Creator of Knowledge
Information Resources Management Association
Advancing the Concepts & Practices of Information Resources Management in Modern Organizations

Implications for Nursing Research and Generation of Evidence

Implications for Nursing Research and Generation of Evidence
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Author(s): Suzanne Bakken (Columbia University, USA), Robert Lucero (Columbia University, USA), Sunmoo Yoon (Columbia University, USA) and Nicholas Hardiker (University of Salford, UK)
Copyright: 2013
Pages: 15
Source title: Data Mining: Concepts, Methodologies, Tools, and Applications
Source Author(s)/Editor(s): Information Resources Management Association (USA)
DOI: 10.4018/978-1-4666-2455-9.ch055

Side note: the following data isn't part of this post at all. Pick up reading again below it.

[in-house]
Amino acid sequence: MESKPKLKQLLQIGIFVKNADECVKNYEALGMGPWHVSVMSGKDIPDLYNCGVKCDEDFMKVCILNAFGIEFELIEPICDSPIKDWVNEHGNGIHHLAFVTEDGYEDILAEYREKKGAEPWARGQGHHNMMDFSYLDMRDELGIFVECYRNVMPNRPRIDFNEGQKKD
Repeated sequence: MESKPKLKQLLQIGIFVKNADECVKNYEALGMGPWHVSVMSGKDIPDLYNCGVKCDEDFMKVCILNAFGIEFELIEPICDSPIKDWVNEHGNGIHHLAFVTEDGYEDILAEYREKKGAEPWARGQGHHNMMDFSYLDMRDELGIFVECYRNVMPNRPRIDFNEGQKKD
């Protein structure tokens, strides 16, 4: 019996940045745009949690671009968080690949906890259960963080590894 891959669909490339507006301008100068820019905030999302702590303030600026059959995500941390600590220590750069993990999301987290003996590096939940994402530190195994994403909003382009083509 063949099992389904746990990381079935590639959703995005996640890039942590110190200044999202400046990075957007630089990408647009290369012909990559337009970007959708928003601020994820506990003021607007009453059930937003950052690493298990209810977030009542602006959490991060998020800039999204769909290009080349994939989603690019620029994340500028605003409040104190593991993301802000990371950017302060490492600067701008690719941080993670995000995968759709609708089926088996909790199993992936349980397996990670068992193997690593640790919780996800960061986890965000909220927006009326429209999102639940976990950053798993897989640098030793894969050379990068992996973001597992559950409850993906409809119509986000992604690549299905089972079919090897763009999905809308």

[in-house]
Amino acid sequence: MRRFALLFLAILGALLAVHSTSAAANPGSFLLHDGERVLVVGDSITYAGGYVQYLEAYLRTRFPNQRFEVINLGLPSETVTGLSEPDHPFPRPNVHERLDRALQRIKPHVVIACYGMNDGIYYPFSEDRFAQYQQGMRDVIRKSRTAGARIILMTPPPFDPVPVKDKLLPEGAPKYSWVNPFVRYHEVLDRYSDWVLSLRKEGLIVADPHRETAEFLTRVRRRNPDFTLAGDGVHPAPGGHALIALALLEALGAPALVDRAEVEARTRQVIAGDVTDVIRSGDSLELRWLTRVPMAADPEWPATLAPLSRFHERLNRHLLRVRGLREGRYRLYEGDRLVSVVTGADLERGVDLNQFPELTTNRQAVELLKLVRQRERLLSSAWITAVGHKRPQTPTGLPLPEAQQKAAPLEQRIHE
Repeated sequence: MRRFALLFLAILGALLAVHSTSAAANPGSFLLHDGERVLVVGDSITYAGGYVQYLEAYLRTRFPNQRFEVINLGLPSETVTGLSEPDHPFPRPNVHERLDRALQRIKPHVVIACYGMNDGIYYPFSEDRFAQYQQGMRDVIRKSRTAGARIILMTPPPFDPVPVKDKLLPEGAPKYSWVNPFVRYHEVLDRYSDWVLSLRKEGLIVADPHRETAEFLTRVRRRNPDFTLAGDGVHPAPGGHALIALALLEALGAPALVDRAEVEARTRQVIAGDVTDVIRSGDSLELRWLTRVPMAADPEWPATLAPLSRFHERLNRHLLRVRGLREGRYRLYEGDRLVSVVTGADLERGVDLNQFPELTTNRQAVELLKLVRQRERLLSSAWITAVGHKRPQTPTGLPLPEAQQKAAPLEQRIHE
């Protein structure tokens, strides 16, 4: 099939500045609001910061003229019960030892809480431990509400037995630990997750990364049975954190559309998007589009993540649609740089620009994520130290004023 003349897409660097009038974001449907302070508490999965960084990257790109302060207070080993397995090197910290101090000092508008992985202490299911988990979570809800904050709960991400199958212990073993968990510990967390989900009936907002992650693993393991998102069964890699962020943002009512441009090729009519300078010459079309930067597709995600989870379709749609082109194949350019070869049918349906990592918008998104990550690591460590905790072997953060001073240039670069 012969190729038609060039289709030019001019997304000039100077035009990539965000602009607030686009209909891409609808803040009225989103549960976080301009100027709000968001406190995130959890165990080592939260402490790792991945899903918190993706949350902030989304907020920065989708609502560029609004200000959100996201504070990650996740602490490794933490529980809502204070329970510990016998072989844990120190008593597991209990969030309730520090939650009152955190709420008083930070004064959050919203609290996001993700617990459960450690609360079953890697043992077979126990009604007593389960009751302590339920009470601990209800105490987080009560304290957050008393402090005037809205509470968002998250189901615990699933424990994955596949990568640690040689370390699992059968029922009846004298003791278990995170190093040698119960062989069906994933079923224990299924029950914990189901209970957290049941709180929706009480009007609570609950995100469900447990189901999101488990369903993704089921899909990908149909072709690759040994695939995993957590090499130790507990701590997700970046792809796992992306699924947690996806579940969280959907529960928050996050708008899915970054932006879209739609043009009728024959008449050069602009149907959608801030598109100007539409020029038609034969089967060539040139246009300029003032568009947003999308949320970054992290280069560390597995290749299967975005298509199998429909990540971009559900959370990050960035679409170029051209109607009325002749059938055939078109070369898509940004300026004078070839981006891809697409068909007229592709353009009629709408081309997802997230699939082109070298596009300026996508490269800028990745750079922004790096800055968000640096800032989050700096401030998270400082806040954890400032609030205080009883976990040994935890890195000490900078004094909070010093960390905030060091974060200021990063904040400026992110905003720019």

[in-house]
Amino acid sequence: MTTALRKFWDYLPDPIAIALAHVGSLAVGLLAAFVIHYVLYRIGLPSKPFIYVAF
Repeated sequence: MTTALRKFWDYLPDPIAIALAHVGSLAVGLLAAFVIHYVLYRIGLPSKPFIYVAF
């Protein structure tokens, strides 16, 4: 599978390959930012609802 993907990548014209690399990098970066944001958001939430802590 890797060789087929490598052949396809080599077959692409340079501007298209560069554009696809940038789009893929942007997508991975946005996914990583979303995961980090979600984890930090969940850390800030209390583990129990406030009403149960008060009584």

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A sound informatics infrastructure is essential to optimise the application of evidence in nursing practice. A comprehensive review of the infrastructure and associated research methods is supported by an extensive resource of references to point the interested reader to further resources for more in depth study. Information and communication technology (ICT) has been recognized as a fundamental component of applying evidence to practice for several decades. Although the role of ICT in generating knowledge from practice was formally identified as a nursing informatics research priority in the early 1990s (NINR Priority Expert Panel on Nursing Informatics, 1993), it has received heightened interest recently. In this chapter, the authors summarize some important trends in research that motivate increased attention to practice-based generation of evidence. These include an increased emphasis on interdisciplinary, translational, and comparative effectiveness research; novel research designs; frameworks and models that inform generation of evidence from practice; and creation of data sets that include not only variables related to biological and genetic measures, but also social and behavioral variables. The chapter also includes an overview of the ICT infrastructure and informatics processes required to facilitate generation of evidence from practice and across research studies: (1) information structures (e.g., re-usable concept representations, tailored templates for data acquisition), (2) processes (e.g., data mining algorithms, natural language processing), and (3) technologies (e.g., data repositories, visualization tools that optimize cognitive support). In addition, the authors identify key knowledge gaps related to informatics support for nursing research and generation of evidence from practice.

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